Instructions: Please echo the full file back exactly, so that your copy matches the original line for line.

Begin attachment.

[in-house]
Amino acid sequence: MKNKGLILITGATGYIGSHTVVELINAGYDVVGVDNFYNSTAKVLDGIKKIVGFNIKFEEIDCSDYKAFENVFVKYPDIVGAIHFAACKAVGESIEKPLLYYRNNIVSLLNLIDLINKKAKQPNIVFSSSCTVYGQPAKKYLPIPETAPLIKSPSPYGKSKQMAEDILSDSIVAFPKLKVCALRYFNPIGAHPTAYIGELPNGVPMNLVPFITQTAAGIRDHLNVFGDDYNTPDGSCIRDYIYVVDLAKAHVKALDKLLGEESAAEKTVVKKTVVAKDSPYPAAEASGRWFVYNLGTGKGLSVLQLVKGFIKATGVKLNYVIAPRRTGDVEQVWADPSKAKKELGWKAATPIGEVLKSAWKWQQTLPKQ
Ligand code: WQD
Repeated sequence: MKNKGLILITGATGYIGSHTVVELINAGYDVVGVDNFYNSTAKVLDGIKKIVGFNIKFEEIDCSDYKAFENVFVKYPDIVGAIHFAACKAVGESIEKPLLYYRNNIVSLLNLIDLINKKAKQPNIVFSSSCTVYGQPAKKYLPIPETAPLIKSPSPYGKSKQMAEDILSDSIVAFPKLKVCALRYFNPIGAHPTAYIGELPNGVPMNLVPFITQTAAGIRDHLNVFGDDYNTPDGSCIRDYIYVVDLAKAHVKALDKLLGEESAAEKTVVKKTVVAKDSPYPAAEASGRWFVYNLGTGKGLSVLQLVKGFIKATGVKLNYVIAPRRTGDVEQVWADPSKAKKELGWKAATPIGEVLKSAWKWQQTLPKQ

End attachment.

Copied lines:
[in-house]
Amino acid sequence: MKNKGLILITGATGYIGSHTVVELINAGYDVVGVDNFYNSTAKVLDGIKKIVGFNIKFEEIDCSDYKAFENVFVKYPDIVGAIHFAACKAVGESIEKPLLYYRNNIVSLLNLIDLINKKAKQPNIVFSSSCTVYGQPAKKYLPIPETAPLIKSPSPYGKSKQMAEDILSDSIVAFPKLKVCALRYFNPIGAHPTAYIGELPNGVPMNLVPFITQTAAGIRDHLNVFGDDYNTPDGSCIRDYIYVVDLAKAHVKALDKLLGEESAAEKTVVKKTVVAKDSPYPAAEASGRWFVYNLGTGKGLSVLQLVKGFIKATGVKLNYVIAPRRTGDVEQVWADPSKAKKELGWKAATPIGEVLKSAWKWQQTLPKQ
Ligand code: WQD
Repeated sequence: MKNKGLILITGATGYIGSHTVVELINAGYDVVGVDNFYNSTAKVLDGIKKIVGFNIKFEEIDCSDYKAFENVFVKYPDIVGAIHFAACKAVGESIEKPLLYYRNNIVSLLNLIDLINKKAKQPNIVFSSSCTVYGQPAKKYLPIPETAPLIKSPSPYGKSKQMAEDILSDSIVAFPKLKVCALRYFNPIGAHPTAYIGELPNGVPMNLVPFITQTAAGIRDHLNVFGDDYNTPDGSCIRDYIYVVDLAKAHVKALDKLLGEESAAEKTVVKKTVVAKDSPYPAAEASGRWFVYNLGTGKGLSVLQLVKGFIKATGVKLNYVIAPRRTGDVEQVWADPSKAKKELGWKAATPIGEVLKSAWKWQQTLPKQ